Talking, listening, asking and answering questions, sharing stories – communicating. That's how people and, in turn, human relationships grow. And talking about life – your life – is the most important, most personal story of all. It's also the story we often fail to capture in a way that means something to the generations that follow us. The Legacy Project at www.legacyproject.org is a big-picture learning project for all ages. It's all about making your life story meaningful in the context of the generations and world around you.
A life interview is a powerful way to connect individuals and generations. It's a chance to travel through time. In the present moment, the best gift you can give someone is to listen to them. You'll find out about the past as you hear about real-life experiences. And along the way, you may discover some timeless insights to help guide you through your own future.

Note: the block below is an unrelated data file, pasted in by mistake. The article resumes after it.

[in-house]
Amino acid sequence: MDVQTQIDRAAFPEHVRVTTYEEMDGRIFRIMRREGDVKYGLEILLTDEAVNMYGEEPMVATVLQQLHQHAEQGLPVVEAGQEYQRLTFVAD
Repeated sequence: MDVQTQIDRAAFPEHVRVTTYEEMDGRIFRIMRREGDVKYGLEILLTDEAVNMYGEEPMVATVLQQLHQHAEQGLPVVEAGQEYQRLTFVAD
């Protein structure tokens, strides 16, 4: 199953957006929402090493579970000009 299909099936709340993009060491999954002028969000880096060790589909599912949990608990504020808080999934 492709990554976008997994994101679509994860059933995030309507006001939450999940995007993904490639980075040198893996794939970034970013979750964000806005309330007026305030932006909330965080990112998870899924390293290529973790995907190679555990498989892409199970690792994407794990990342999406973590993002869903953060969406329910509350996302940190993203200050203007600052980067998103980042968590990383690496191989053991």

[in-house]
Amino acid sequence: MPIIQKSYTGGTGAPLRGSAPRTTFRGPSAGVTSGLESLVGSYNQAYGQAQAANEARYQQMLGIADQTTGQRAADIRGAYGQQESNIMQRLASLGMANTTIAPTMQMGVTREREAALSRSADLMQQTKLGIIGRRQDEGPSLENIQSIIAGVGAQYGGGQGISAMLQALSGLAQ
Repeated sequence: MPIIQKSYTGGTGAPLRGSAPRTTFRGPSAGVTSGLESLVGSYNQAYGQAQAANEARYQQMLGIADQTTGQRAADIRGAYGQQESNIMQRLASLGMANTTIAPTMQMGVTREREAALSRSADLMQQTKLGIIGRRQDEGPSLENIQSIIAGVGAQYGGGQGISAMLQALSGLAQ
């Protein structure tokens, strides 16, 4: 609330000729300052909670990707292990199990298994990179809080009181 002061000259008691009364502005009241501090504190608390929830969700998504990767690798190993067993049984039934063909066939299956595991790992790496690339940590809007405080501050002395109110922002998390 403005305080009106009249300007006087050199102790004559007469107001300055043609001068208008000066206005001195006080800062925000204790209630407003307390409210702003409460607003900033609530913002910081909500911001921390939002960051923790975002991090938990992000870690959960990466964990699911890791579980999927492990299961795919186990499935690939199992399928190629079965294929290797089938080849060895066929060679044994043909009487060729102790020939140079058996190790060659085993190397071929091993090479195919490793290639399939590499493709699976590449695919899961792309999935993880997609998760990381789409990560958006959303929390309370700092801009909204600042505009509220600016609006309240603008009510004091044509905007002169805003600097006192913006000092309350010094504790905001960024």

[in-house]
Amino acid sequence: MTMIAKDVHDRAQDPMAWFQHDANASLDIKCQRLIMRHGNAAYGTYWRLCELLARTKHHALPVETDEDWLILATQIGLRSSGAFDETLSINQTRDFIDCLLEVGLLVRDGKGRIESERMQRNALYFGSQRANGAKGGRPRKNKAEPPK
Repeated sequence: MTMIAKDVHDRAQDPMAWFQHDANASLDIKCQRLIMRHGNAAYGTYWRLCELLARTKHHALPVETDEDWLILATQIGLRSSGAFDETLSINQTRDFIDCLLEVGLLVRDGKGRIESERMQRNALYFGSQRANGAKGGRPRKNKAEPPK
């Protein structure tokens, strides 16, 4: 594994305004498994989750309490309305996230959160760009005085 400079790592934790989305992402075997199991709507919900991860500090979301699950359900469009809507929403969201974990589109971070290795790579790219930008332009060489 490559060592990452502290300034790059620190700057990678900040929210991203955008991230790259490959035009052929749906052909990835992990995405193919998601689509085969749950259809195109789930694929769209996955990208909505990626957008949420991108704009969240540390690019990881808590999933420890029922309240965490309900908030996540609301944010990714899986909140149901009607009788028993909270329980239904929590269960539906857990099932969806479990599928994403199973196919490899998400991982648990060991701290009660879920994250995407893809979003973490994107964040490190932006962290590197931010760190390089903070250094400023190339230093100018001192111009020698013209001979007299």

When you're doing a life interview, it's helpful to have a set of prepared questions to guide the interview. The questions give you a place to start and a way to structure your conversation.
The sample questions provided here are grouped into several topic areas: life events – childhood; life
events – adulthood; identity; the present; aging; and life lessons and legacies. Depending on the purpose of your interview, various questions may be more or less useful.
No single set of questions will elicit all the stories you might be interested in. The most useful questions will be those you develop through your own knowledge about the person. The trigger questions provided may be helpful as a start. They're meant to be suggestive, not absolute. Pick and choose among them as you feel is appropriate. And change the wording to suit your personality and the person you're interviewing. Also keep in mind that one question will lead to another and you should allow the interview to flow naturally from topic to topic as they come up.
Click here for some useful life interview tips.